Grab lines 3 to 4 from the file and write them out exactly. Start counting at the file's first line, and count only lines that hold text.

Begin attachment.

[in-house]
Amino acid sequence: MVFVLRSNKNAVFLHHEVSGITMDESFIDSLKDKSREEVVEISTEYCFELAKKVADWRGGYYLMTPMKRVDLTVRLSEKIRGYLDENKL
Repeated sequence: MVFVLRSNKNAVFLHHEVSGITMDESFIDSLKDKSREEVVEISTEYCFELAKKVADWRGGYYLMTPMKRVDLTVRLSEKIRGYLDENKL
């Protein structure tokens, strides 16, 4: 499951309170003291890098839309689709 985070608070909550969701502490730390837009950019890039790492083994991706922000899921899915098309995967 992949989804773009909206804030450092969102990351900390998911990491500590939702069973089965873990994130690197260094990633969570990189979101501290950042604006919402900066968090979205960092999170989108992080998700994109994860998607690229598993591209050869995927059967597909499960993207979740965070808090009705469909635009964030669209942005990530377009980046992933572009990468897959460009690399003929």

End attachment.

Repeated sequence: MVFVLRSNKNAVFLHHEVSGITMDESFIDSLKDKSREEVVEISTEYCFELAKKVADWRGGYYLMTPMKRVDLTVRLSEKIRGYLDENKL
């Protein structure tokens, strides 16, 4: 499951309170003291890098839309689709 985070608070909550969701502490730390837009950019890039790492083994991706922000899921899915098309995967 992949989804773009909206804030450092969102990351900390998911990491500590939702069973089965873990994130690197260094990633969570990189979101501290950042604006919402900066968090979205960092999170989108992080998700994109994860998607690229598993591209050869995927059967597909499960993207979740965070808090009705469909635009964030669209942005990530377009980046992933572009990468897959460009690399003929």